Curries share one more thing with chillies and goulashes. Just like the British empire served as a vehicle to spread spicy Indian curry sauces around the world, the Austrian empire served as a vehicle to spread the goulash around the world, and the export and global dominance of American popular culture helped spread the original Chile Con Carne from Texas to the whole world.

But curry did not only spread westward to Europe and to the Americas. It was proliferating also throughout Southeast Asia. As it did so, its character changed the farther from India it was. In Myanmar (Burma), the closest to India, Burmese cuisine is based on a different understanding of curries: the principal ingredients of almost all Burmese curries are fresh onion, Indian spices and red chile peppers. Meat and fish are the main ingredients. Burmese curries come in two types: hot spicy dishes exhibiting north Indian influence, and the milder sweet curries that are similar to Thai curries. Burmese curries almost overwhelmingly lack coconut milk, setting them apart from most Southeast Asian curries.

In Thailand, curries are called Kaeng and have a soup-like consistency. They usually consist of meat, fish and vegetables in a sauce made from a paste made from chiles, onions or shallots, garlic, shrimp paste, and local ingredients such as chili peppers, kaffir lime leaves, lemon grass, galangal. Curry from central and southern Thailand has lots of coconut milk, while northern Thai curries generally do not contain coconut milk, similar to Burmese curries. Owing to the use of sugar and coconut milk, Thai curries are sweeter than Indian curries. Thai red curries use red chiles, green curries use green chiles. Yellow curry is more similar to Indian curries, with the use of turmeric, cumin, and other dried spices.


icon Massaman Curry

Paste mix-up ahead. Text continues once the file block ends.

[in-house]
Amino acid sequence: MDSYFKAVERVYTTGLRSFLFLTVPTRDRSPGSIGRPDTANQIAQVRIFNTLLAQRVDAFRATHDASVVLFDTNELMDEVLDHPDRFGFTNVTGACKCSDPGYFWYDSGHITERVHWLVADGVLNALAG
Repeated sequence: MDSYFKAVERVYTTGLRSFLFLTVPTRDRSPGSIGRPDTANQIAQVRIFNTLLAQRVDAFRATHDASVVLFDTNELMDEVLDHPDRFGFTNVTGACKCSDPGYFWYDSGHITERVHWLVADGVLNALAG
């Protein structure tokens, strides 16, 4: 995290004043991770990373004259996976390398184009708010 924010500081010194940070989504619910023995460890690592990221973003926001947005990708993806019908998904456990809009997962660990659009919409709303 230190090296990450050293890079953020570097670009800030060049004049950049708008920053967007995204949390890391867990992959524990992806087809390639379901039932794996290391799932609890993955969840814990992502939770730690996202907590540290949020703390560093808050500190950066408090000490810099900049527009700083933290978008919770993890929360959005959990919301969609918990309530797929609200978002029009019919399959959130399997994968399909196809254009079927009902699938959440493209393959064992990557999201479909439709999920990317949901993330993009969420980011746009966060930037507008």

"Massaman Curry" is a Thai recipe that translates as "Muslim Curry". The principal seasonings include turmeric, cinnamon, cumin, cloves and nutmeg. These are Middle Eastern and Indian in origin, and were introduced into Thailand by Muslim, and later Portuguese, traders. Thai cuisine gives this imported dish a soup-like consistency, which is sets it apart from traditional Indian curries.

The dish has a wonderfully fragrant nutty flavor. It usually contains coconut milk, roasted peanuts, potatoes, bay leaves, cardamom pods, cinnamon, palm sugar, fish sauce, and tamarind sauce. Massaman Curry is most commonly made with beef, but can also be made with duck, chicken, or tofu. It is served with rice and sometimes with pickled ginger sauce made with cucumber and peppers macerated in vinegar.


  • 2 tablespoons sugar
  • 1/2 tablespoon salt
  • 1 cup potato
  • 1 tablespoon masaman curry paste
  • 1/2 cup coconut milk
  • 1/2 lb beef
  • 1 tablespoon tamarind Optional
  • 1 cinnamon stick Optional
  • 1/4 cup cashew
  • 2 pinches cardamom
  • 2 leaves bay leaf


  1. Peel and cut up potatoes into big chunks, 1" x 1" x 1". Cut up beef and onion into the same size.
  2. Heat coconut milk and masaman curry paste in a pot over medium to low heat and stir. Break up the paste and mix well with coconut milk. Stir constantly to keep the mixture from sticking. When you see the red oil bubbling up (about 5 minutes), add the meat and stir to cover the meat with curry. Add half a cup of water or enough cover all the meat. Add the rest of the ingredients, except for potatoes, onion and cashew. Stew for 1/2 hour or until beef is getting tender. Add potatoes, onion and cashews. Let simmer for 20 minutes more. The liquid should be reduced and you should be able to see some chunks. But, if the liquid is very low, add more water.
  3. Serve hot with cold cucumber-in-vinegar salad.


icon Panang Curry

Panang curry takes it name from the state in Peninsular Malaysia by the Strait of Malacca. Panang curry is similar to Massaman Curry, but has a richer, sweeter and creamier texture. Like in Massaman Curry, peanuts are also found in this recipe, and are a key ingredient.

At The Robin Hood pub in Bangkok, they make Panang Curry with shrimp or chicken, but beef is otherwise the most famous type.


  • 3/4 lb medium shrimp, peeled and de-veined
  • 3 tbsp homemade Panang curry paste or prepared curry paste
  • 2 cups coconut milk
  • 6 kaffir lime leaves, torn
  • 1/4 cup ground roasted peanuts
  • 1/4 tsp salt
  • 3 tbsp palm sugar
  • 2 1/2 tbsp fish sauce
  • Slices of fresh red chili for garnish


  1. Heat 1 cup of coconut milk over medium heat until the oil surfaces. Add curry paste, stir constantly for 2 minutes until fragrant and red oil surfaces. Add the beef, and cook for a further 5 minutes or until done. Add the remaining coconut milk.
  2. Season to taste with salt, fish sauce and sugar. Add roasted peanuts and kaffir lime leaves. Stir well to combine.
  3. Transfer to a serving dish, garnish with red chilies. Serve hot.


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Last updated: October 5, 2016